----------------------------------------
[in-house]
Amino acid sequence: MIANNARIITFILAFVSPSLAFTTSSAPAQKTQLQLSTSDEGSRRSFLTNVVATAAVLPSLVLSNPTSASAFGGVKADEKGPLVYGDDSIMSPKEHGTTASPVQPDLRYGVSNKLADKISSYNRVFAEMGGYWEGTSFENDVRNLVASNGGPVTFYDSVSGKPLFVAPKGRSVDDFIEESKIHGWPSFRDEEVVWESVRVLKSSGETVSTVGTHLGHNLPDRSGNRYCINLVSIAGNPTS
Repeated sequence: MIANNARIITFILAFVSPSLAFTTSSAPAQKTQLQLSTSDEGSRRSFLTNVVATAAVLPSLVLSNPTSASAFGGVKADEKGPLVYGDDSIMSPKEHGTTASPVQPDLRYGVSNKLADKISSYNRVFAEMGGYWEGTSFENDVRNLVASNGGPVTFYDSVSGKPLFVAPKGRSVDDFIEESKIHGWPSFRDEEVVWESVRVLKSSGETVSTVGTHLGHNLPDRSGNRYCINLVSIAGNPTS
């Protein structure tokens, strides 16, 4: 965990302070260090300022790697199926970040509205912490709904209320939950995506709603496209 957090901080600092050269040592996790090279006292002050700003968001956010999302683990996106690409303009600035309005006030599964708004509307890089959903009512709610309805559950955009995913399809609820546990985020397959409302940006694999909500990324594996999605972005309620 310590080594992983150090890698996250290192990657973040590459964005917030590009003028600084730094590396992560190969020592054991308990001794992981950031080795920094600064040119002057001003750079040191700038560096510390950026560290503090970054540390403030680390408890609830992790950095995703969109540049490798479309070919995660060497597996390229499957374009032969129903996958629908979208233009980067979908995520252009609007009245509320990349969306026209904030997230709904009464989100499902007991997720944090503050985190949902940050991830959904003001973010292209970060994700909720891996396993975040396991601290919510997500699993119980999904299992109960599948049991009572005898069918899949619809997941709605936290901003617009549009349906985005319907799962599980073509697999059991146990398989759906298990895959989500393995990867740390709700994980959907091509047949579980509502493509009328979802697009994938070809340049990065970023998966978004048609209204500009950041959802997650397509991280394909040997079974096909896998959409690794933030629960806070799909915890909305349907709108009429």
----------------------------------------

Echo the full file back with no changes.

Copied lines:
[in-house]
Amino acid sequence: MIANNARIITFILAFVSPSLAFTTSSAPAQKTQLQLSTSDEGSRRSFLTNVVATAAVLPSLVLSNPTSASAFGGVKADEKGPLVYGDDSIMSPKEHGTTASPVQPDLRYGVSNKLADKISSYNRVFAEMGGYWEGTSFENDVRNLVASNGGPVTFYDSVSGKPLFVAPKGRSVDDFIEESKIHGWPSFRDEEVVWESVRVLKSSGETVSTVGTHLGHNLPDRSGNRYCINLVSIAGNPTS
Repeated sequence: MIANNARIITFILAFVSPSLAFTTSSAPAQKTQLQLSTSDEGSRRSFLTNVVATAAVLPSLVLSNPTSASAFGGVKADEKGPLVYGDDSIMSPKEHGTTASPVQPDLRYGVSNKLADKISSYNRVFAEMGGYWEGTSFENDVRNLVASNGGPVTFYDSVSGKPLFVAPKGRSVDDFIEESKIHGWPSFRDEEVVWESVRVLKSSGETVSTVGTHLGHNLPDRSGNRYCINLVSIAGNPTS
């Protein structure tokens, strides 16, 4: 965990302070260090300022790697199926970040509205912490709904209320939950995506709603496209 957090901080600092050269040592996790090279006292002050700003968001956010999302683990996106690409303009600035309005006030599964708004509307890089959903009512709610309805559950955009995913399809609820546990985020397959409302940006694999909500990324594996999605972005309620 310590080594992983150090890698996250290192990657973040590459964005917030590009003028600084730094590396992560190969020592054991308990001794992981950031080795920094600064040119002057001003750079040191700038560096510390950026560290503090970054540390403030680390408890609830992790950095995703969109540049490798479309070919995660060497597996390229499957374009032969129903996958629908979208233009980067979908995520252009609007009245509320990349969306026209904030997230709904009464989100499902007991997720944090503050985190949902940050991830959904003001973010292209970060994700909720891996396993975040396991601290919510997500699993119980999904299992109960599948049991009572005898069918899949619809997941709605936290901003617009549009349906985005319907799962599980073509697999059991146990398989759906298990895959989500393995990867740390709700994980959907091509047949579980509502493509009328979802697009994938070809340049990065970023998966978004048609209204500009950041959802997650397509991280394909040997079974096909896998959409690794933030629960806070799909915890909305349907709108009429």